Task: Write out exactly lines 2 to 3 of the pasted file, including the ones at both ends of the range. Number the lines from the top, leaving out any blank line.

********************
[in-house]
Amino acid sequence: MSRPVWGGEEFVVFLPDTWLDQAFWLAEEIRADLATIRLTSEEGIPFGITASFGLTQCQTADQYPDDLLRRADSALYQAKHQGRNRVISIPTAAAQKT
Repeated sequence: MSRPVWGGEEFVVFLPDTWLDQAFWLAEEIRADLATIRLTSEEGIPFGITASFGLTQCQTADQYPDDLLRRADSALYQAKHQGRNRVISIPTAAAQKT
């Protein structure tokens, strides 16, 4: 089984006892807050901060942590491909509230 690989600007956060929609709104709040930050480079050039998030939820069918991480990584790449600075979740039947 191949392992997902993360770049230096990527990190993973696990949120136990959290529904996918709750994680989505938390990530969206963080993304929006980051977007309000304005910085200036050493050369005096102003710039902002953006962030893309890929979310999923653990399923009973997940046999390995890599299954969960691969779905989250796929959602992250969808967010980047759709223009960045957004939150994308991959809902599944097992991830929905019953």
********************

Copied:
Amino acid sequence: MSRPVWGGEEFVVFLPDTWLDQAFWLAEEIRADLATIRLTSEEGIPFGITASFGLTQCQTADQYPDDLLRRADSALYQAKHQGRNRVISIPTAAAQKT
Repeated sequence: MSRPVWGGEEFVVFLPDTWLDQAFWLAEEIRADLATIRLTSEEGIPFGITASFGLTQCQTADQYPDDLLRRADSALYQAKHQGRNRVISIPTAAAQKT